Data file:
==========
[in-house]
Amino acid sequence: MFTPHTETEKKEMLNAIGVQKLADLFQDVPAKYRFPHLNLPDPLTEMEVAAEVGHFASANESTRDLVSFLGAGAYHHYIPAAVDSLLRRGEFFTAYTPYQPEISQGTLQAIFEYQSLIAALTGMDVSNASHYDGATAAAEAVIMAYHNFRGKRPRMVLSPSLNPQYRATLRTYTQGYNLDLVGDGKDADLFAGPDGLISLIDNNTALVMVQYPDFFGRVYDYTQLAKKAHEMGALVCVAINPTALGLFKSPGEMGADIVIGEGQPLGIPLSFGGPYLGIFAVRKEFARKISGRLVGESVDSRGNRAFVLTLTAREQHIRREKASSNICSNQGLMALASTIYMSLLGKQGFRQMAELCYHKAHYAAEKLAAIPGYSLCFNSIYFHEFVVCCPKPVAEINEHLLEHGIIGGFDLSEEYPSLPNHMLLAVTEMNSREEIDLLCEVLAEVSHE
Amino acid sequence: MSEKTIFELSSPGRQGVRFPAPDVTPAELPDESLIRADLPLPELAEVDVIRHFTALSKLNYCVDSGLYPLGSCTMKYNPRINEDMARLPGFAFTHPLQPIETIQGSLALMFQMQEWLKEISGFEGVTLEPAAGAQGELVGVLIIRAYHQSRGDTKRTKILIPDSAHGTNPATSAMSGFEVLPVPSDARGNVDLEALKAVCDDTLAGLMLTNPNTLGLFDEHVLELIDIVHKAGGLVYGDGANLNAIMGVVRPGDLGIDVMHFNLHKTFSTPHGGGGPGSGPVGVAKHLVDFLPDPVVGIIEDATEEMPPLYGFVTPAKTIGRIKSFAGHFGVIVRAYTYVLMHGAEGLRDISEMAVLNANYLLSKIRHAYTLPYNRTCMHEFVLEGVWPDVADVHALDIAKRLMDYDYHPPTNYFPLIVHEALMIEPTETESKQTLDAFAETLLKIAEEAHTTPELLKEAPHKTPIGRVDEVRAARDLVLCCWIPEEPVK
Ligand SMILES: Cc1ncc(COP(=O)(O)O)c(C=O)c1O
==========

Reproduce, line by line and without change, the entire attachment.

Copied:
[in-house]
Amino acid sequence: MFTPHTETEKKEMLNAIGVQKLADLFQDVPAKYRFPHLNLPDPLTEMEVAAEVGHFASANESTRDLVSFLGAGAYHHYIPAAVDSLLRRGEFFTAYTPYQPEISQGTLQAIFEYQSLIAALTGMDVSNASHYDGATAAAEAVIMAYHNFRGKRPRMVLSPSLNPQYRATLRTYTQGYNLDLVGDGKDADLFAGPDGLISLIDNNTALVMVQYPDFFGRVYDYTQLAKKAHEMGALVCVAINPTALGLFKSPGEMGADIVIGEGQPLGIPLSFGGPYLGIFAVRKEFARKISGRLVGESVDSRGNRAFVLTLTAREQHIRREKASSNICSNQGLMALASTIYMSLLGKQGFRQMAELCYHKAHYAAEKLAAIPGYSLCFNSIYFHEFVVCCPKPVAEINEHLLEHGIIGGFDLSEEYPSLPNHMLLAVTEMNSREEIDLLCEVLAEVSHE
Amino acid sequence: MSEKTIFELSSPGRQGVRFPAPDVTPAELPDESLIRADLPLPELAEVDVIRHFTALSKLNYCVDSGLYPLGSCTMKYNPRINEDMARLPGFAFTHPLQPIETIQGSLALMFQMQEWLKEISGFEGVTLEPAAGAQGELVGVLIIRAYHQSRGDTKRTKILIPDSAHGTNPATSAMSGFEVLPVPSDARGNVDLEALKAVCDDTLAGLMLTNPNTLGLFDEHVLELIDIVHKAGGLVYGDGANLNAIMGVVRPGDLGIDVMHFNLHKTFSTPHGGGGPGSGPVGVAKHLVDFLPDPVVGIIEDATEEMPPLYGFVTPAKTIGRIKSFAGHFGVIVRAYTYVLMHGAEGLRDISEMAVLNANYLLSKIRHAYTLPYNRTCMHEFVLEGVWPDVADVHALDIAKRLMDYDYHPPTNYFPLIVHEALMIEPTETESKQTLDAFAETLLKIAEEAHTTPELLKEAPHKTPIGRVDEVRAARDLVLCCWIPEEPVK
Ligand SMILES: Cc1ncc(COP(=O)(O)O)c(C=O)c1O